Doug needs to hire a new employee and he’s not looking forward to it.
As part of preparing for the interviews (did he mention that he hates the process?), Doug came up with 25 questions to ask the candidates. While they’re all good, I certainly hope he’s not planning on using them all. :-)
I agree with Doug about interviewing being an unpleasant process, no matter which side of the table you’re on. Which is why I’m not looking forward to the next few days at work.
With tech integration trainers in every school of our overly-large district, several times a year we need to do a burst of interviews to fill the regular turnover in the positions.
I’ve ranted before in this space about how many of the teachers who apply don’t know how to sell themselves. I’m going to resist the urge to do a long post about writing a decent resume.
However, I’m going to add one more suggestion for anyone applying for a job, ours or anyone else’s.
Don’t over-answer the questions. Short and to the point is much better than long and rambling. At least if I’m at the table.
Fortunately, we never ask 25 questions in our panel. But the way some of the applicants provide never ending responses can make it seem that way.
How funny, Tim! I just participated in an interview, and my desire is for the longer answer rather than the short. I’d rather hear about a person’s experiences rather than have them answer and risk telling me too little. Of course, rambling in itself is problematic…but illustrating your response to the question with relevant examples is preferred.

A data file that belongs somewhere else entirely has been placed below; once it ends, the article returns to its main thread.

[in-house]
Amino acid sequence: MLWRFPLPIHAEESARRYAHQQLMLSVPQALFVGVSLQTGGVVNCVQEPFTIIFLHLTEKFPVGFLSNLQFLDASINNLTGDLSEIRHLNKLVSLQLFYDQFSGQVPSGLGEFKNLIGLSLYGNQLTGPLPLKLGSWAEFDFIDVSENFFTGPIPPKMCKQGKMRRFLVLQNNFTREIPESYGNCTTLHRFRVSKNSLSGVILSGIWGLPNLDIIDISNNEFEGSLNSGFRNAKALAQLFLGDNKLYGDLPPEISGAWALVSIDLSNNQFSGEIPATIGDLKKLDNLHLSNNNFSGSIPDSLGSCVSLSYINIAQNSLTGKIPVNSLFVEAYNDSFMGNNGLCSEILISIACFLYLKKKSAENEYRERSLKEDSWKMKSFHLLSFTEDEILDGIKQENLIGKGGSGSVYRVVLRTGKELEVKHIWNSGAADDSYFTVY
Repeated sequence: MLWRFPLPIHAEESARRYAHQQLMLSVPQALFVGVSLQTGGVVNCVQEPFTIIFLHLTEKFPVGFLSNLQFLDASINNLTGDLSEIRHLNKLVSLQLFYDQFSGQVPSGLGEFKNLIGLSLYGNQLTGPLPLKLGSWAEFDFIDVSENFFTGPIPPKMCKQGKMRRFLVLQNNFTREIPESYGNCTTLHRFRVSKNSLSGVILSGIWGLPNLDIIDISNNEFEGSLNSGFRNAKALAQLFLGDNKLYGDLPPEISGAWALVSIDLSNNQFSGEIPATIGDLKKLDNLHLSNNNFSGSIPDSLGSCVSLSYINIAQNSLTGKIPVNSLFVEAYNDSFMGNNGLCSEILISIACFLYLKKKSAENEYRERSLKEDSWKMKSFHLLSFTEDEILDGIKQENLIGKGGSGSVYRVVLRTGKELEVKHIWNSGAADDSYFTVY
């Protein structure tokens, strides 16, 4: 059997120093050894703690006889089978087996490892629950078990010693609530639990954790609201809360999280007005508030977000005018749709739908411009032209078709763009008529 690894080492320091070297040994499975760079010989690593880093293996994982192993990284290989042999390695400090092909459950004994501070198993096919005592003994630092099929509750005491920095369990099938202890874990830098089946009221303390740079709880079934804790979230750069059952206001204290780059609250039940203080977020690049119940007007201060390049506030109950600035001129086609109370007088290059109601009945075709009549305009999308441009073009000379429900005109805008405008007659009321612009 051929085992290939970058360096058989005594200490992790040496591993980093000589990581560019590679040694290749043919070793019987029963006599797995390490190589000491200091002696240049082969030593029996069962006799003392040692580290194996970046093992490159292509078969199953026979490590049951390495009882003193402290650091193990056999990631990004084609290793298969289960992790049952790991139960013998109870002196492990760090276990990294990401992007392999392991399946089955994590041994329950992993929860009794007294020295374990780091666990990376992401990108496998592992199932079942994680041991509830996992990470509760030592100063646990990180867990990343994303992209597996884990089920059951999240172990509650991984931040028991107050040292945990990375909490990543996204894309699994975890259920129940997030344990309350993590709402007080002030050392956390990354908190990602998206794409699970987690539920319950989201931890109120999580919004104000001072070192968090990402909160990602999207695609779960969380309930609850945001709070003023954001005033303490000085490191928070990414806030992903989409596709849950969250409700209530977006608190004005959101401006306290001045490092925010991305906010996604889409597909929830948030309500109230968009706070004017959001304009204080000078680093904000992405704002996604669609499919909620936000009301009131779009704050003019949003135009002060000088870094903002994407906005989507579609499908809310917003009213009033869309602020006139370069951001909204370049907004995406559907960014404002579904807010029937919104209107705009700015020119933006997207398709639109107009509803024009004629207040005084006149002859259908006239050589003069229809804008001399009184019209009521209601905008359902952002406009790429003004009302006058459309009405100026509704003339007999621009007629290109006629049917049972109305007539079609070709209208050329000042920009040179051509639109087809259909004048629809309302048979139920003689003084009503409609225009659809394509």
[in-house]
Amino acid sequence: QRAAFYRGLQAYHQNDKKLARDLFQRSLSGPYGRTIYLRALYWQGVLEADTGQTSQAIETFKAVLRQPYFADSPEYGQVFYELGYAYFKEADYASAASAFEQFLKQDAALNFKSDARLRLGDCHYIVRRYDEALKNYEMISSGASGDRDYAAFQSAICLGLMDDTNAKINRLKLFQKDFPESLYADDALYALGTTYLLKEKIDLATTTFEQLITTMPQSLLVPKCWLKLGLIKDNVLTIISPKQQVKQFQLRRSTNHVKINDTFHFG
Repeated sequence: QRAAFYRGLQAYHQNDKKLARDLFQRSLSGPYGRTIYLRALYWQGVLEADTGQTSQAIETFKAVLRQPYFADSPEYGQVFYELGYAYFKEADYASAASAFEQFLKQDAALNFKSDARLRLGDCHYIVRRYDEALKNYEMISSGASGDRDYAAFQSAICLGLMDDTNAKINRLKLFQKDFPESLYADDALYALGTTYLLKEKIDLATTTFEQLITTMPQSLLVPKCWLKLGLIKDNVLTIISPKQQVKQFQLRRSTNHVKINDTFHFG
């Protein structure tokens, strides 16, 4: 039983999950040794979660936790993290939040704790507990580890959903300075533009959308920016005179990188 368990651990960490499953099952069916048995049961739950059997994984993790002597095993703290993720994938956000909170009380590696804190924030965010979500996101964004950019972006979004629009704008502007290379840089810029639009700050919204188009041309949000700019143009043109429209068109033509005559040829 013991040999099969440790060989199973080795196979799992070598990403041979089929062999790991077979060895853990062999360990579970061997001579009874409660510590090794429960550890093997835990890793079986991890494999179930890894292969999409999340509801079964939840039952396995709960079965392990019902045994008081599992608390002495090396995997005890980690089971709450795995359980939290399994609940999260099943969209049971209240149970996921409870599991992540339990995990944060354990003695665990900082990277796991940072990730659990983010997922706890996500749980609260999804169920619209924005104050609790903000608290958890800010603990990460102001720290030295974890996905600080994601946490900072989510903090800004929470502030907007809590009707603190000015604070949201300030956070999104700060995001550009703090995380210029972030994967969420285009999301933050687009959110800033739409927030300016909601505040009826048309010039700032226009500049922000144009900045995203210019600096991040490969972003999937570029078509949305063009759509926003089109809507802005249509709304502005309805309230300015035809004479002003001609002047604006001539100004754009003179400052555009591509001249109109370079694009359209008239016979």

Of course, that’s when I’m sitting on the interview panel. I hope you’re wrong if I’m in the hot seat!
I agree, Miguel. I would rather conduct an interview as a conversation rather than the structured process we are required to use. I often learn more about a candidate from the informal discussion before and after than from their answers to a fixed set of questions.
My point in the post was that too many interviewees subscribe to the kitchen sink theory of responses. They throw everything they can think of into their answers hoping that something good will stick in the mind of the panel members. That system usually works against them.